How does our brain effect reality, what are examples in physics


What is the real secret? Cerebrology can enhance our intent; our intent is an automatic non-verbal part of us.

You may think of intent as who we are or our soul. Other verbal or non-verbal enhancements we may do are only temporary because they are not stored in the permanent files our brain automatically uses and so they do not affect our intent.

When you read my blog called “What Controls our Brain“, I am sure you saw that the non-verbal part of our brain, where our intent is located, controlled how we automatically prepared, which in turn altered our perception, reactions, emotions and body. In this blog was also an experiment that showed that up to 7 seconds before we “think” we make a decision to use our left or right hand to touch something our non-verbal brain and its “intent” has already made the decision. This shows that our thoughts are a mere afterthought to our intent.

Because Cerebrology opens and rewrites non-verbal information we use in specific files that produce what becomes our intent, we are able to create improvements in what happens. Some people have called the results from brain enhancement metaphysics but it is just brain enhancement and physics.

In his article, “Heart Rate Differences between Targets and Nontargets in Intuitive Tasks” Tressoldi reports the results of two experiments, aimed at investigating pre-stimuli heart rate changes. In the experiment a statistical significance (error risk) of p=0,015 was obtained while in the second experiment p reached 0,001. These results support the hypothesis that the heart rate reacts before the stimulus takes place (Tressoldi and coll., 2005).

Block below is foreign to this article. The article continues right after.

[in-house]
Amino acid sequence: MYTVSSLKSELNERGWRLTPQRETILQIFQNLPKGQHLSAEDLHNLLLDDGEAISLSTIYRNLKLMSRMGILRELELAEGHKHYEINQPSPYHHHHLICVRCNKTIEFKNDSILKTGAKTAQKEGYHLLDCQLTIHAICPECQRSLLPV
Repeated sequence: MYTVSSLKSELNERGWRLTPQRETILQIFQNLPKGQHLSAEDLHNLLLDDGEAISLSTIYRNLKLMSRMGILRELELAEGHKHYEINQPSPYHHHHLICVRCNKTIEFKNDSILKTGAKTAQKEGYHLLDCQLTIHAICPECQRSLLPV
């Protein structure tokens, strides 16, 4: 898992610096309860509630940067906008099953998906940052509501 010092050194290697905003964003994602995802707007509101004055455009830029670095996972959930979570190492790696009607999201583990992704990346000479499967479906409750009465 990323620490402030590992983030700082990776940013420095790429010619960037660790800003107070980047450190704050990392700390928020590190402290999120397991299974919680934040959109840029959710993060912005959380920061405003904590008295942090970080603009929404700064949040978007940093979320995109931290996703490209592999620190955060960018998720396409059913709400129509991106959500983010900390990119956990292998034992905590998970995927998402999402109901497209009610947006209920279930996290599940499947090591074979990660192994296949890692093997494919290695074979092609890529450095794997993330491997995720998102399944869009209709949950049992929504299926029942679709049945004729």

In 2003, Spottiswoodie and May in Cognitive Science Laboratory replicated the Biermnan and Radin (1997) experiments that show an increase in skin conductance 2-3 seconds before emotional stimuli are presented. Spottiswoodie and May replicated these results with a statistical significance of p=0, 0005, and performed controls in order to exclude all possible artifacts and alternate explanations. These results support the hypothesis that the autonomic nervous system reacts in advance to stimuli (Spottiswoodie and May 2003).

In 1979 the PEAR (Princeton Engineering Anomalies Research) laboratory was established under the direction of Robert Jahn, Dean of the University’s School of Engineering and Applied Sciences. The purpose of this laboratory was to replicate and study the results obtained by a student, which showed anomalous mind/machine interactions when using REG systems (Random Event Generator). PEAR and a consortium of other universities have replicated these results. The anomalous mind/machine interaction which is observed is very simple: REG systems produce ultra-precise Gaussian distributions, but when a subject tries to distort these distributions only by the expression of his intentionality, statistically significant deviations are observed. Even more fascinating is the fact that those distributions which have been produced before the subjects expression of intentionality show an amplified effect. The statistical significance of these amplifications is p<0,00000001 (Jahn, 2005). These experiments show that living systems constantly seem to be engaged in anticipation and show that intent can influence matter.

I look forward to more discussions of how our brain automatically changes our reality. Thank you for joining me.

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